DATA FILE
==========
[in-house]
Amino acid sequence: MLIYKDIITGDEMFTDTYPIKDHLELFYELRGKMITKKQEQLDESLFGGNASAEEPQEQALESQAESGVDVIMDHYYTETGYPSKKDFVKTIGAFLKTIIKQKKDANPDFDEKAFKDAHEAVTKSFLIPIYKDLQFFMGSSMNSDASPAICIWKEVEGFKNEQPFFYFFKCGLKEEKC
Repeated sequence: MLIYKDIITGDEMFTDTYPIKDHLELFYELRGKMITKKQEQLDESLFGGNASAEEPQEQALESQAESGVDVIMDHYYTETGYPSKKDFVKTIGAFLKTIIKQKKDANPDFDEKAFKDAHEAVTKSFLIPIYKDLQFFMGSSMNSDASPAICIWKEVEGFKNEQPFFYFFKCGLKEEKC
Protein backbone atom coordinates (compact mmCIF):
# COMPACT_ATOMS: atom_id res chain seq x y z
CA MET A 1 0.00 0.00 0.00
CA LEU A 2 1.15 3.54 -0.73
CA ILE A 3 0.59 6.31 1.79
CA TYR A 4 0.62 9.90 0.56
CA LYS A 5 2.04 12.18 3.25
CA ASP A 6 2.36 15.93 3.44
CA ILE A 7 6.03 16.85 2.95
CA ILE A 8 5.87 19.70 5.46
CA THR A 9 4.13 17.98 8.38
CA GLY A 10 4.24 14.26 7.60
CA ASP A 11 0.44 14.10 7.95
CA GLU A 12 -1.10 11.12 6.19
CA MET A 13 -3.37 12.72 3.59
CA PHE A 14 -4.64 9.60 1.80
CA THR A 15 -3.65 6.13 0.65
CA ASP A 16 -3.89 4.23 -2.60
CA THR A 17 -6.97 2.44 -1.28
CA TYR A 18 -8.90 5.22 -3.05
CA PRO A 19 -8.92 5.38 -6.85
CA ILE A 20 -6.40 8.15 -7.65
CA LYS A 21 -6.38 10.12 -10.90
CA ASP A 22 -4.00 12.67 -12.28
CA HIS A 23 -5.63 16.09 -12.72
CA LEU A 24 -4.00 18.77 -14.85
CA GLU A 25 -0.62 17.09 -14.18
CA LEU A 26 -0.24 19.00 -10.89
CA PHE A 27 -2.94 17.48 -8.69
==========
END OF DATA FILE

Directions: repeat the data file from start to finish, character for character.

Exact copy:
[in-house]
Amino acid sequence: MLIYKDIITGDEMFTDTYPIKDHLELFYELRGKMITKKQEQLDESLFGGNASAEEPQEQALESQAESGVDVIMDHYYTETGYPSKKDFVKTIGAFLKTIIKQKKDANPDFDEKAFKDAHEAVTKSFLIPIYKDLQFFMGSSMNSDASPAICIWKEVEGFKNEQPFFYFFKCGLKEEKC
Repeated sequence: MLIYKDIITGDEMFTDTYPIKDHLELFYELRGKMITKKQEQLDESLFGGNASAEEPQEQALESQAESGVDVIMDHYYTETGYPSKKDFVKTIGAFLKTIIKQKKDANPDFDEKAFKDAHEAVTKSFLIPIYKDLQFFMGSSMNSDASPAICIWKEVEGFKNEQPFFYFFKCGLKEEKC
Protein backbone atom coordinates (compact mmCIF):
# COMPACT_ATOMS: atom_id res chain seq x y z
CA MET A 1 0.00 0.00 0.00
CA LEU A 2 1.15 3.54 -0.73
CA ILE A 3 0.59 6.31 1.79
CA TYR A 4 0.62 9.90 0.56
CA LYS A 5 2.04 12.18 3.25
CA ASP A 6 2.36 15.93 3.44
CA ILE A 7 6.03 16.85 2.95
CA ILE A 8 5.87 19.70 5.46
CA THR A 9 4.13 17.98 8.38
CA GLY A 10 4.24 14.26 7.60
CA ASP A 11 0.44 14.10 7.95
CA GLU A 12 -1.10 11.12 6.19
CA MET A 13 -3.37 12.72 3.59
CA PHE A 14 -4.64 9.60 1.80
CA THR A 15 -3.65 6.13 0.65
CA ASP A 16 -3.89 4.23 -2.60
CA THR A 17 -6.97 2.44 -1.28
CA TYR A 18 -8.90 5.22 -3.05
CA PRO A 19 -8.92 5.38 -6.85
CA ILE A 20 -6.40 8.15 -7.65
CA LYS A 21 -6.38 10.12 -10.90
CA ASP A 22 -4.00 12.67 -12.28
CA HIS A 23 -5.63 16.09 -12.72
CA LEU A 24 -4.00 18.77 -14.85
CA GLU A 25 -0.62 17.09 -14.18
CA LEU A 26 -0.24 19.00 -10.89
CA PHE A 27 -2.94 17.48 -8.69